Australian subsidiary companies are recognised as a separate legal entity with limited liability which functions as an Australian resident for tax purposes. An Australian subsidiary can be wholly owned by a foreign shareholder but is required by law to have at least one Australian resident director.
Australian subsidiaries are required by ASIC to submit an annual review statement that verifies the shareholders, directors, and addresses of the subsidiary, alongside an annual fee. Subsidiaries are also obligated to provide a solvency resolution signed by the directors.
- Some key facts about Australian subsidiaries:
- Australian subsidiaries are separate legal entities to the overseas parent company.
- Subsidiaries must register with ASIC and are provided with an ACN, or Australian Company Number
- Liabilities remain with the subsidiary in absence of guarantees and like arrangements, or if the subsidiary trades while insolvent
- Australian subsidiaries are required to have an Australian resident director and an Australian resident public officer
- Subsidiaries must lodge annual returns alongside financial reports to ASIC, but are exempt from lodging financial reports if relieved from doing so under Corporations Law
- Subsidiaries are subject to Australian income tax on income generated from worldwide sources. Foreign income may be exempt or subject to foreign income tax offsets
- Corporate tax for Australian subsidiaries ranges between 27.5 percent and 30 percent, with withholding tax applicable to various international payments
- Auditing of Australian subsidiaries may be required under Australian Corporations Law if the subsidiary is controlled by a large foreign corporation
- Class relief may be available in some cases, eliminating the need for an audit
Australian Taxation Laws
Taxation laws can vary greatly between different countries. Australian tax law can be fairly complex for international companies, so it’s essential that you understand the tax obligations that your Australian operations will be subject to. Remaining tax compliant is essential, so it’s important to establish an effective tax strategy.
Australian Taxation for Foreign Branches
A foreign branch may or may not be taxable in Australia depending on a number of factors, which constitute whether or not the branch is a permanent establishment in Australia. Classification as a permanent establishment considers factors such as whether the branch has a fixed place of business in Australia, the representatives in Australia closing contracts, how long the staff of the foreign company spend in Australia, and the plant and equipment in Australia if construction projects are taking place.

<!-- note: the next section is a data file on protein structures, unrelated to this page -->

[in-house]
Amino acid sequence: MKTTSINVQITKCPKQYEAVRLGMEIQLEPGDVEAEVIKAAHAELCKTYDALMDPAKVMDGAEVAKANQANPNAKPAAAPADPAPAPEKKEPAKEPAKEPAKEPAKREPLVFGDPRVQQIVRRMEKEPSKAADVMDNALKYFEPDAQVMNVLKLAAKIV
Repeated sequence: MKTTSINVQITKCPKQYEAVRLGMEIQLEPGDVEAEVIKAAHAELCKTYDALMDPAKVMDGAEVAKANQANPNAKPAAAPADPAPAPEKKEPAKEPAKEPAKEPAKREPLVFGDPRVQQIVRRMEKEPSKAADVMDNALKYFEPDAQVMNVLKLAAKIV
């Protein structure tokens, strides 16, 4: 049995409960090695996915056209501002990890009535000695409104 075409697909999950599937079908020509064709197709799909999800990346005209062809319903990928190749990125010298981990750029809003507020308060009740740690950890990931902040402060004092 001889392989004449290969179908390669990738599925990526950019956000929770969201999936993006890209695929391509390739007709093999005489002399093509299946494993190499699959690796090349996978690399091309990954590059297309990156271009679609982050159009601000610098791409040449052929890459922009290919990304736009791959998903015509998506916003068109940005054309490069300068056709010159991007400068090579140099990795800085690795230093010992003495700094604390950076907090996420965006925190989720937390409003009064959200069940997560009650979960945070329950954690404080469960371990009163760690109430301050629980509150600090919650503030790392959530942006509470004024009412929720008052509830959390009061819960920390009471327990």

A branch may not have to pay withholding tax. In some cases, losses can be utilized in the home company. The sale of branch assets are, in most cases, subject to capital gains tax (CGT) on disposal.
Australian Taxation for Australian Subsidiaries
Australian subsidiaries are taxed in Australia on taxable income, with rates varying between 27.5 percent and 30 percent depending on the annual turnover of the subsidiary. Profit repatriation is lost if an unfranked dividend from the Australian subsidiary is paid to the parent company. Losses are trapped in the subsidiary company. The ultimate disposal of shares in the Australian subsidiary may benefit from a capital gains tax (CGT) exemption.
The primary difference between Australian subsidiaries and foreign branches is the treatment of assessable income. The assessable income for branches includes all Australian source income, whereas assessable income for subsidiaries includes all worldwide income of the business, subject to various deductions or credits.
The Double Taxation Agreements
Both Australian subsidiaries and foreign branches are subject to the application of Double Taxation Agreements. Double Taxation Agreement vary across different countries, and affect the tax rules regarding the repatriation of profits and dividend withholding tax.
The dividend withholding rate under the Double Tax Agreement varies depending on a country-by-country basis, and is typically capped at 15 percent. In some cases, however, the dividend withholding rate is as low at 0 percent. For a full list of countries with which Australian has a DTA and further information on Australian tax treaties, see the ATO website.
Determining whether a branch or a subsidiary is the right choice for your Australian operations is a highly complex decision that requires careful planning and consideration before actioning. If you’re unsure of the best choice for your business, reach out to Fullstack for professional guidance today.